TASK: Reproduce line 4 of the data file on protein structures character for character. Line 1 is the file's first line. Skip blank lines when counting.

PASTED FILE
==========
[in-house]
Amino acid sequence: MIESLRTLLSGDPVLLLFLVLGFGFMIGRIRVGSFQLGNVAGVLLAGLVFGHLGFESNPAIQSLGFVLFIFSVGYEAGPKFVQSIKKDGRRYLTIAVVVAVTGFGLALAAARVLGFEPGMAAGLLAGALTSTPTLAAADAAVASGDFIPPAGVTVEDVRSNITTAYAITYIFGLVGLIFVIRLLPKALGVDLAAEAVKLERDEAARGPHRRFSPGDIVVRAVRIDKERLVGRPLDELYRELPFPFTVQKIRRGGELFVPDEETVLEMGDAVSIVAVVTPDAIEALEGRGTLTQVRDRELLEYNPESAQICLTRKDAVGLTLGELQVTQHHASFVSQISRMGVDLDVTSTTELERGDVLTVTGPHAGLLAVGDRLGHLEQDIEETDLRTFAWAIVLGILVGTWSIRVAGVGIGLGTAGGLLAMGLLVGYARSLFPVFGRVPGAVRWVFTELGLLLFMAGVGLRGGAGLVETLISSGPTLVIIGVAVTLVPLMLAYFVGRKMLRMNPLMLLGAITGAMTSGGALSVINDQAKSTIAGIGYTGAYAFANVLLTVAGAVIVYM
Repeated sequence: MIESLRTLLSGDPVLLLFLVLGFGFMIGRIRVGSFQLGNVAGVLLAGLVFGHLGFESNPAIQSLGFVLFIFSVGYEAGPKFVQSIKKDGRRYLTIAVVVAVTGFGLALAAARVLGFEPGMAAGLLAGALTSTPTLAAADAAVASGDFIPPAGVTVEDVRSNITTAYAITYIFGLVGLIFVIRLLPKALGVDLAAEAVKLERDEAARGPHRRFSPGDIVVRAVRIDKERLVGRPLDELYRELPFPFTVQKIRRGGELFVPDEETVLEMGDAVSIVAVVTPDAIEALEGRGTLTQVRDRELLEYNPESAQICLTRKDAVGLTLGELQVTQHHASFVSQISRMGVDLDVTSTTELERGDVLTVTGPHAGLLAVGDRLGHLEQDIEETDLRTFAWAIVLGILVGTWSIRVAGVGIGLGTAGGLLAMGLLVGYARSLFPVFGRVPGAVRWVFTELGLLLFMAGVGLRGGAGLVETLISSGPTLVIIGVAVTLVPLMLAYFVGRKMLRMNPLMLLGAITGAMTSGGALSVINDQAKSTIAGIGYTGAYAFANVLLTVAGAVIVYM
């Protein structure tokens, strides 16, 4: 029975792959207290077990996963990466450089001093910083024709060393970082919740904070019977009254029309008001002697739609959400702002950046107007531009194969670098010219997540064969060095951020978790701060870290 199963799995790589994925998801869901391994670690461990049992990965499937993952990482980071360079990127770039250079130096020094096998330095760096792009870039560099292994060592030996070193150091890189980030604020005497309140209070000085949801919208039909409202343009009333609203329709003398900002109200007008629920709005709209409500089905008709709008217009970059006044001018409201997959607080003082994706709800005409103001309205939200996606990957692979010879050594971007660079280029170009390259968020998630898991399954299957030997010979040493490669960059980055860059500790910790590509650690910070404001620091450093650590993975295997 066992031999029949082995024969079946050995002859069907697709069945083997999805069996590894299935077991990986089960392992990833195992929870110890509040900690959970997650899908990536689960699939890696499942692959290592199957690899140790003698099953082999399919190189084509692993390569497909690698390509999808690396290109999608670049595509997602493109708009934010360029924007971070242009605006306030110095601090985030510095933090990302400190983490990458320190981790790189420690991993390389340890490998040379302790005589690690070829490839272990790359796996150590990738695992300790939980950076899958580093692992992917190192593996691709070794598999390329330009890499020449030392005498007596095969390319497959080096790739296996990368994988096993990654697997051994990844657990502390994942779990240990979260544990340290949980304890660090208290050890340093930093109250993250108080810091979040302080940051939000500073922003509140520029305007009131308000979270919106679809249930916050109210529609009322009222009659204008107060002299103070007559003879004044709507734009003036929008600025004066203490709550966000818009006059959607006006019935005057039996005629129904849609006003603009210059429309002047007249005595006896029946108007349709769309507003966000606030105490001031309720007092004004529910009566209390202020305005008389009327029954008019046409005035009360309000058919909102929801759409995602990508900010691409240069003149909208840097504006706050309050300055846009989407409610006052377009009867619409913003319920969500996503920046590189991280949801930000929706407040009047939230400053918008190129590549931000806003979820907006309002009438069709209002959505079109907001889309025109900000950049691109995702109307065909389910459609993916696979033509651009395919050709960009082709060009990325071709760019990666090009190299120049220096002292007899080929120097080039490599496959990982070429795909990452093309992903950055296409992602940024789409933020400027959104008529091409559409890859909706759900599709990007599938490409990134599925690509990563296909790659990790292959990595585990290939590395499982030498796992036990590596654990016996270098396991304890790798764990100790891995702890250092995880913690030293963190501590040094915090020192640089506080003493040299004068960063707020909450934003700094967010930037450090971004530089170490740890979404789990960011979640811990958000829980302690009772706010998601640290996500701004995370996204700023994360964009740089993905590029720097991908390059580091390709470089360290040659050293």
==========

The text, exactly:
């Protein structure tokens, strides 16, 4: 029975792959207290077990996963990466450089001093910083024709060393970082919740904070019977009254029309008001002697739609959400702002950046107007531009194969670098010219997540064969060095951020978790701060870290 199963799995790589994925998801869901391994670690461990049992990965499937993952990482980071360079990127770039250079130096020094096998330095760096792009870039560099292994060592030996070193150091890189980030604020005497309140209070000085949801919208039909409202343009009333609203329709003398900002109200007008629920709005709209409500089905008709709008217009970059006044001018409201997959607080003082994706709800005409103001309205939200996606990957692979010879050594971007660079280029170009390259968020998630898991399954299957030997010979040493490669960059980055860059500790910790590509650690910070404001620091450093650590993975295997 066992031999029949082995024969079946050995002859069907697709069945083997999805069996590894299935077991990986089960392992990833195992929870110890509040900690959970997650899908990536689960699939890696499942692959290592199957690899140790003698099953082999399919190189084509692993390569497909690698390509999808690396290109999608670049595509997602493109708009934010360029924007971070242009605006306030110095601090985030510095933090990302400190983490990458320190981790790189420690991993390389340890490998040379302790005589690690070829490839272990790359796996150590990738695992300790939980950076899958580093692992992917190192593996691709070794598999390329330009890499020449030392005498007596095969390319497959080096790739296996990368994988096993990654697997051994990844657990502390994942779990240990979260544990340290949980304890660090208290050890340093930093109250993250108080810091979040302080940051939000500073922003509140520029305007009131308000979270919106679809249930916050109210529609009322009222009659204008107060002299103070007559003879004044709507734009003036929008600025004066203490709550966000818009006059959607006006019935005057039996005629129904849609006003603009210059429309002047007249005595006896029946108007349709769309507003966000606030105490001031309720007092004004529910009566209390202020305005008389009327029954008019046409005035009360309000058919909102929801759409995602990508900010691409240069003149909208840097504006706050309050300055846009989407409610006052377009009867619409913003319920969500996503920046590189991280949801930000929706407040009047939230400053918008190129590549931000806003979820907006309002009438069709209002959505079109907001889309025109900000950049691109995702109307065909389910459609993916696979033509651009395919050709960009082709060009990325071709760019990666090009190299120049220096002292007899080929120097080039490599496959990982070429795909990452093309992903950055296409992602940024789409933020400027959104008529091409559409890859909706759900599709990007599938490409990134599925690509990563296909790659990790292959990595585990290939590395499982030498796992036990590596654990016996270098396991304890790798764990100790891995702890250092995880913690030293963190501590040094915090020192640089506080003493040299004068960063707020909450934003700094967010930037450090971004530089170490740890979404789990960011979640811990958000829980302690009772706010998601640290996500701004995370996204700023994360964009740089993905590029720097991908390059580091390709470089360290040659050293």